The sight of blossoming young plants this time of year reminds us that fresh local produce soon will be sprouting up in roadside stands, at farmers markets, and in our own backyards. Those findings were followed up by a regional foodshed assessment that suggested a local food hub would improve market opportunities for local farmers.
A food hub is “an organization that actively manages the aggregation, distribution, and marketing of food products primarily from local and regional producers to strengthen their ability to satisfy wholesale, retail, and institutional demand,” as defined by the U.S. Department of Agriculture.
Through the course of the food hub study, farmers, restaurant chefs, hospitals, schools, colleges, distributors, and grocery store operators were interviewed to gauge supply and demand for local food.
The study found that increasing the supply of food produced in the region is constrained by land availability, labor, and access to equipment.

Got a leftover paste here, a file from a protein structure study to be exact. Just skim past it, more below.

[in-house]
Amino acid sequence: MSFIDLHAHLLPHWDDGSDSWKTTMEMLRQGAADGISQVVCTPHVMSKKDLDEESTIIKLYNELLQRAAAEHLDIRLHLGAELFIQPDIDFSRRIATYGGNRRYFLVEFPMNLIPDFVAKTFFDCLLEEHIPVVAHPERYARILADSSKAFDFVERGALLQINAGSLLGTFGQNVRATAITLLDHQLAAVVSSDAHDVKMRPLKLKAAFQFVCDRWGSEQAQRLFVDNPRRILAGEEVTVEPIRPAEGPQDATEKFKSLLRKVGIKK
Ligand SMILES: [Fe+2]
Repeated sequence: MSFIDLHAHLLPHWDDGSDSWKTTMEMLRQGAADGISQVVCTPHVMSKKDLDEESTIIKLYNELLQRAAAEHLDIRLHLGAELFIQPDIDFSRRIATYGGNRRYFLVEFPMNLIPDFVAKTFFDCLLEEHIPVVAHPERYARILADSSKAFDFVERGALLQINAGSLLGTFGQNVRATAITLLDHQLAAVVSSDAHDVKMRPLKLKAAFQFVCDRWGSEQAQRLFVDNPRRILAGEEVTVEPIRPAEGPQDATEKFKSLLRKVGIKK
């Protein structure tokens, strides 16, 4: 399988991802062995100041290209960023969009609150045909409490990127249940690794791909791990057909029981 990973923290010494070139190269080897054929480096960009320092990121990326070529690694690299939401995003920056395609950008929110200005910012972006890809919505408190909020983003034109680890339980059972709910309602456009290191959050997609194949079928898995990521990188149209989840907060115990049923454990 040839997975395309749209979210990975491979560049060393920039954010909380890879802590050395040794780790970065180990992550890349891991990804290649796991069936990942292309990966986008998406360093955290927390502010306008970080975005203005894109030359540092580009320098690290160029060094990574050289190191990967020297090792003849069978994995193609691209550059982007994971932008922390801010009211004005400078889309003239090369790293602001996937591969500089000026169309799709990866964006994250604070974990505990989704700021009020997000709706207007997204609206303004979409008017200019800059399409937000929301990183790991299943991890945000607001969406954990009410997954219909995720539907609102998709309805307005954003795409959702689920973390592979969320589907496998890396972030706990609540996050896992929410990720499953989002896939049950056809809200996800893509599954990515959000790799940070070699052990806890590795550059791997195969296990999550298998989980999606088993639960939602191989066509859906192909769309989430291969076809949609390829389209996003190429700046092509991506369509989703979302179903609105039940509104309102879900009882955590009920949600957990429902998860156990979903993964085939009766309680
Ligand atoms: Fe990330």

On the demand side, colleges, hospitals, and distributors noted that liability and certification standards are difficult for many local farmers to meet. However, restaurant chefs are interested in expanding their local food purchases.
The study estimated that a hub would have to sell an amount of food equivalent to 45-90 percent of the volume sold annually by the Market Square Farmers’ Market just to cover annual operating costs. Supply currently produced locally could not sustain both the Market Square Farmers Market and a bricks and mortar hub.
However, smaller first steps can be taken to balance supply and demand for locally produced food. Charlotte Tolley, executive director of Nourish Knoxville, noted that “through our work with the Market Square Farmers’ Market in the last 13 years, we have seen farms begin to extend their seasons, diversify products, and expand their offerings. As customers demand local products, more becomes available. We are also seeing more young farmers, either taking over their family farm or starting their own.”
The Knoxville-Knox County Food Policy Council reviewed and provided feedback to the study. See the full study for more details at Knoxville Regional Food Hub Feasibility Study.
Funding for this project was made possible by the Local Food Promotion Program managed by the Agricultural Marketing Service, U.S. Department of Agriculture, in addition to matching funds from University of Tennessee and the Knoxville-Knox County Metropolitan Planning Commission.